Veterinarians, or vets” for short, are doctors for pets, zoo animals, horses, livestock and other animals. Like physicians, vets care for their sick and injured patients. Veterinarians may also perform surgery and prescribe medications to animals that require it. In addition, vets are responsible for the animal’s preventative care, like giving checkups and administering vaccinations.
Vets Must Have a Bachelor’s Degree
In order to be admitted to veterinary school, a prospective student must go to college and obtain a four-year bachelor’s degree. For their undergraduate education, future veterinarians must study biology, nutrition, animal science, chemistry, physics, math and English. Many vets also worked at animal hospitals and local shelters while in college.
Vets Must Attend Veterinary College
After college, future vets must attend veterinary college for an additional four years. Admission into veterinary school is competitive, and prospective students must have excellent grades. During veterinary school, students are taught how to work with animals, perform surgery and do lab tests. Once veterinarians graduate from school, they must pass a test to earn their license to practice.
Veterinarians Have Unique Specialties
Similar to medical physicians, veterinarians can choose to specialize in certain areas. After receiving their veterinary medicine license, vets can choose to complete intensive training in a veterinary specialty, such as oncology, radiology, animal dentistry, dermatology, cardiology, preventative animal medicine, internal medicine, exotic small animal medicine and surgery.
Not All Vets Practice Veterinary Medicine
A majority of licensed veterinarians work in private medical practices and see animal patients, but some vets prefer to use their education and skills to do research. Some vets work in basic research, studying about animals and medical science; others work in applied research, where they figure out new methods of using what they know about animals and applying it to humans. Vets who work in clinical research use their knowledge of animals and apply it to human problems.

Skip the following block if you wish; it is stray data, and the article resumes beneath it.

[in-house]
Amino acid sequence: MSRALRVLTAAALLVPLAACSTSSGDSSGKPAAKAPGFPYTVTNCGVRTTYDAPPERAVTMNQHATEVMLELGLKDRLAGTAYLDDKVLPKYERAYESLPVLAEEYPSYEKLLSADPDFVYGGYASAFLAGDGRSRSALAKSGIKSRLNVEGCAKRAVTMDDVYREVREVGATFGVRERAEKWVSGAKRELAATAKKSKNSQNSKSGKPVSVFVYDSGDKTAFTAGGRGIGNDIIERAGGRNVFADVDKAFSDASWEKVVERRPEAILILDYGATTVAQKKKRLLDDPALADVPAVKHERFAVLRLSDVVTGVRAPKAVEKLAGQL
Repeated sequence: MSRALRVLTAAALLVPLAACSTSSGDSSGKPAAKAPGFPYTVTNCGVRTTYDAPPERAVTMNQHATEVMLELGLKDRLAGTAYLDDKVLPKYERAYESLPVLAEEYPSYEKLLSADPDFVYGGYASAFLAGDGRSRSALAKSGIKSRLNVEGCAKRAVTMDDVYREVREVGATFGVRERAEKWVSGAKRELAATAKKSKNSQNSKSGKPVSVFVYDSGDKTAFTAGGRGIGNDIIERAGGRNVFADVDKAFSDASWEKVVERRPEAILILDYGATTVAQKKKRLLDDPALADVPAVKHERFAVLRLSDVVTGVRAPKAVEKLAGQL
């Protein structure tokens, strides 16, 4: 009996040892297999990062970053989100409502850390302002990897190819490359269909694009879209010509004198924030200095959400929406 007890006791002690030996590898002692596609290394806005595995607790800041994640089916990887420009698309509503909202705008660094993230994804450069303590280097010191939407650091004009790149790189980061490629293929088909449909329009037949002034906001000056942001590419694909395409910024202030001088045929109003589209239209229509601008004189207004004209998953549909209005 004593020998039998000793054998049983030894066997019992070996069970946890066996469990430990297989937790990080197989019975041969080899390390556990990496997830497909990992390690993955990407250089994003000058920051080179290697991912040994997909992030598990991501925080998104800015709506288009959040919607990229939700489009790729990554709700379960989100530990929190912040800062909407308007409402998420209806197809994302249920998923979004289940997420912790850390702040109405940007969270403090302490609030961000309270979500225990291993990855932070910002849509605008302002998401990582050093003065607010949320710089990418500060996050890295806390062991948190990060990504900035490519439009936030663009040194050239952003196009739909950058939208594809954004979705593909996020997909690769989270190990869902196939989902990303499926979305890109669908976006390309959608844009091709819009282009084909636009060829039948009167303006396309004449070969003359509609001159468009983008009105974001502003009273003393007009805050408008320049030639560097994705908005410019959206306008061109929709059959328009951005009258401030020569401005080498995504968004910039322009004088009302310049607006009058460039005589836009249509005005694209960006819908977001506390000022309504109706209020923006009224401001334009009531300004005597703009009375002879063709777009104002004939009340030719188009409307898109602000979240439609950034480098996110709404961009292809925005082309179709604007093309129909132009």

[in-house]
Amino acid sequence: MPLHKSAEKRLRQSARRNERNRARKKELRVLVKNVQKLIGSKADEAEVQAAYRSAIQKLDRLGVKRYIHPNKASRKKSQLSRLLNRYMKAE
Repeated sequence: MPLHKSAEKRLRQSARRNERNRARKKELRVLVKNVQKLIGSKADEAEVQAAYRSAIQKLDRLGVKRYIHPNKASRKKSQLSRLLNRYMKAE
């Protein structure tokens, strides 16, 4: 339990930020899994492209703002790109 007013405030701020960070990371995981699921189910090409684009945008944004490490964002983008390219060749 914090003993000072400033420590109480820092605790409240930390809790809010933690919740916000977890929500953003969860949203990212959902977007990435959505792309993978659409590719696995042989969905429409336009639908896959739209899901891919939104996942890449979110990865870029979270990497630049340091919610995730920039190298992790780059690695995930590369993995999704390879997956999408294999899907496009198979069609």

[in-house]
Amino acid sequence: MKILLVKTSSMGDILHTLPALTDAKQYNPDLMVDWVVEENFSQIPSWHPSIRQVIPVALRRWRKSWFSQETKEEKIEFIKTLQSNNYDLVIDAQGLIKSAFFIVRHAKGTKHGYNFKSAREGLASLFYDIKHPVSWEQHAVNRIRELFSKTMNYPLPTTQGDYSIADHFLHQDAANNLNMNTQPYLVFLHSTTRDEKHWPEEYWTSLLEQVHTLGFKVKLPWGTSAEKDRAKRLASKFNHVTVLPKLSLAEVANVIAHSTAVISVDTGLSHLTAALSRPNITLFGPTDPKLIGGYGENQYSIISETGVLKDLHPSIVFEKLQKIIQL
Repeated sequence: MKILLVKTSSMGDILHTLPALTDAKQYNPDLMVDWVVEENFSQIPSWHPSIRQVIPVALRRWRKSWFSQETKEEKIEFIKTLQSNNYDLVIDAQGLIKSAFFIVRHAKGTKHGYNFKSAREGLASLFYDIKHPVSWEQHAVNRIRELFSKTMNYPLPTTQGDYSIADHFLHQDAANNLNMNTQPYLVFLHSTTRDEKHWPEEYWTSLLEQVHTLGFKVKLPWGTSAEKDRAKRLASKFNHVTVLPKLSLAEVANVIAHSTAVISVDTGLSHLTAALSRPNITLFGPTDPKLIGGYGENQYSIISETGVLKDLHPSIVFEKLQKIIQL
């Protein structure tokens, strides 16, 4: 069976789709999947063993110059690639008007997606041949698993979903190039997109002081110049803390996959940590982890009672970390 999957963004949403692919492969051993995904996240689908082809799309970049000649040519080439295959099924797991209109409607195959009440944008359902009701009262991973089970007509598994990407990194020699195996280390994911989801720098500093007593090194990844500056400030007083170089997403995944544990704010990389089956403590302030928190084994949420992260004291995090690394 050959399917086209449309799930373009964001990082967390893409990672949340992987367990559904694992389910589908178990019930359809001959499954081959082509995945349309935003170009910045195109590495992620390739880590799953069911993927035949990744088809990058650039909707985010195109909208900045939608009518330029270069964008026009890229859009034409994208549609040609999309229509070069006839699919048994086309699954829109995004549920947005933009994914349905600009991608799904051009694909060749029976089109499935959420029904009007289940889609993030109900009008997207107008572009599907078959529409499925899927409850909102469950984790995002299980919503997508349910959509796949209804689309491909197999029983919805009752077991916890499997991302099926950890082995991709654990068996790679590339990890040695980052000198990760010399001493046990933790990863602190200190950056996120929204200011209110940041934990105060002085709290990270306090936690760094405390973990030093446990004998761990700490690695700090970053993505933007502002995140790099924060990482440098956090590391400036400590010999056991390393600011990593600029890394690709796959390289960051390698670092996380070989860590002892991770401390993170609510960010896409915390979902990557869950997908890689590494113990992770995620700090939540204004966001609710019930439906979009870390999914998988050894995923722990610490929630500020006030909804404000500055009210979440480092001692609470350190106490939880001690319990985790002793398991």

Veterinarians Don’t Just Take Care for Dogs and Cats
About 77 percent of American veterinarians are in private practices, where they care for dogs, cats, and other animals commonly kept as pets, such as rabbits, ferrets and birds. But 16 percent of vets work in food animal or private mixed practices, and they care for wild animals and farm animals, such as pigs, cattle, sheep and goats. The other 6 percent works only with horses.
Vets Have Ample Job Opportunities
In 2008, vets held approximately 59,700 jobs. Roughly 80 percent of vets worked in a group or solo practice. The other 20 percent worked in research labs, for the government, in a private industry, or at a college or university. Annual, the U.S. government employs about 1,300 civilian veterinarians. The employment outlook for vets is excellent. Between 2008 and 2018, the number of jobs for vets is predicted to increase by 33 percent.
Vets Can Make More Than $70,000 a Year
Although the typical salary of a veterinarian is not as high as a medical doctor, the median annual income for a vet in 2008 was $79,050. The highest-earning vets grossed over $143,000 annually. Veterinarians who work for the federal government should expect to make more than the median. In 2009, the average yearly salary for these vets was $93,398.
Vets Have Tough Work Environments
Being a veterinarian means you have to work long hours in a noisy environment. Vets who work in a group practice often take turns being “on call” at night or on the weekends. Veterinarians who work in private, solo practices often work longer hours, including on the weekends. Vets deal with emotional and demanding pet owners on a daily basis. They also face the risk of being injured, bitten, kicked and scratched by frightened or aggressive animals.
Veterinarians Must Take an Oath
When a new vet graduates from a veterinary school in the U.S., they are required to make an oath that swears they will use their scientific knowledge for the benefit and protection of animal health and welfare. They solemnly swear to relieve animal suffering, advance medical knowledge, promote public health, and practice their profession with dignity, conscientious, and abiding by veterinary medical ethics.
Vets Must Love Animals and Have People Skills
In order to be a successful veterinarian, a person must love animals and want to help them. Vets must also have good people skills. They must know how to deal with pets and their owners. Pet owners can be very demanding, confrontational and emotional, especially when it comes to a sick or dying animal.